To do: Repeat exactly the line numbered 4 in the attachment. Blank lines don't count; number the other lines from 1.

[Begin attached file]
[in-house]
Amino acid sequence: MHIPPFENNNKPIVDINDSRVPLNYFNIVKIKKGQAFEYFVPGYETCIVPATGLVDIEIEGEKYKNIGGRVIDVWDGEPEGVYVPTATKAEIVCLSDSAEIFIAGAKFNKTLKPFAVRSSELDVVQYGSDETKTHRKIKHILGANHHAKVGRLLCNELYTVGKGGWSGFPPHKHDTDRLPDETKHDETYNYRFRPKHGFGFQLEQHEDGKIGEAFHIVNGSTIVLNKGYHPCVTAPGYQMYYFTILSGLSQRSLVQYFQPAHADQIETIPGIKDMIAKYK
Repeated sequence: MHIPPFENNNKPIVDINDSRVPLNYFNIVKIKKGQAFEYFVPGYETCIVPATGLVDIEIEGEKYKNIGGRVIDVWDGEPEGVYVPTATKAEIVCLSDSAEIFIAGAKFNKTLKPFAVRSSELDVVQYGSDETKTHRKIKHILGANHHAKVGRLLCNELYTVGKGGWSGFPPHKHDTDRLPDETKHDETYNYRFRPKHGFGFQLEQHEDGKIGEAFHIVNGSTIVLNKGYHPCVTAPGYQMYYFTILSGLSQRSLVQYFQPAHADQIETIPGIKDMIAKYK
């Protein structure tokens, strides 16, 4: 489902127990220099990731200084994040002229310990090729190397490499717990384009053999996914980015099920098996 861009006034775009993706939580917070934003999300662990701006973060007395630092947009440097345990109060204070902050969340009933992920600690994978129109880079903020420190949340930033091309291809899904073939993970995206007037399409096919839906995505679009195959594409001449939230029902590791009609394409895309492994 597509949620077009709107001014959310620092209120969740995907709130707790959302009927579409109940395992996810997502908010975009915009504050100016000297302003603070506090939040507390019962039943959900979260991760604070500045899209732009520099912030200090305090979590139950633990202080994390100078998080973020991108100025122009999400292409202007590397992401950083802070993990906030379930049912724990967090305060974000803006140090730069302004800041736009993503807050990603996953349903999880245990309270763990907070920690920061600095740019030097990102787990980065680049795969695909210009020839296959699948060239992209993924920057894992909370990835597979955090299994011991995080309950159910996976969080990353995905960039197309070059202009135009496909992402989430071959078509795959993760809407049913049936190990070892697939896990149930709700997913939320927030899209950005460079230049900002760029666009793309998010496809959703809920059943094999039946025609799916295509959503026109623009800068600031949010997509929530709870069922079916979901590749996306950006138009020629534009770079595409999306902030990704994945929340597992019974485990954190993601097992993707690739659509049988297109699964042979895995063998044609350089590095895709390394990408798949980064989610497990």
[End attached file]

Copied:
């Protein structure tokens, strides 16, 4: 489902127990220099990731200084994040002229310990090729190397490499717990384009053999996914980015099920098996 861009006034775009993706939580917070934003999300662990701006973060007395630092947009440097345990109060204070902050969340009933992920600690994978129109880079903020420190949340930033091309291809899904073939993970995206007037399409096919839906995505679009195959594409001449939230029902590791009609394409895309492994 597509949620077009709107001014959310620092209120969740995907709130707790959302009927579409109940395992996810997502908010975009915009504050100016000297302003603070506090939040507390019962039943959900979260991760604070500045899209732009520099912030200090305090979590139950633990202080994390100078998080973020991108100025122009999400292409202007590397992401950083802070993990906030379930049912724990967090305060974000803006140090730069302004800041736009993503807050990603996953349903999880245990309270763990907070920690920061600095740019030097990102787990980065680049795969695909210009020839296959699948060239992209993924920057894992909370990835597979955090299994011991995080309950159910996976969080990353995905960039197309070059202009135009496909992402989430071959078509795959993760809407049913049936190990070892697939896990149930709700997913939320927030899209950005460079230049900002760029666009793309998010496809959703809920059943094999039946025609799916295509959503026109623009800068600031949010997509929530709870069922079916979901590749996306950006138009020629534009770079595409999306902030990704994945929340597992019974485990954190993601097992993707690739659509049988297109699964042979895995063998044609350089590095895709390394990408798949980064989610497990």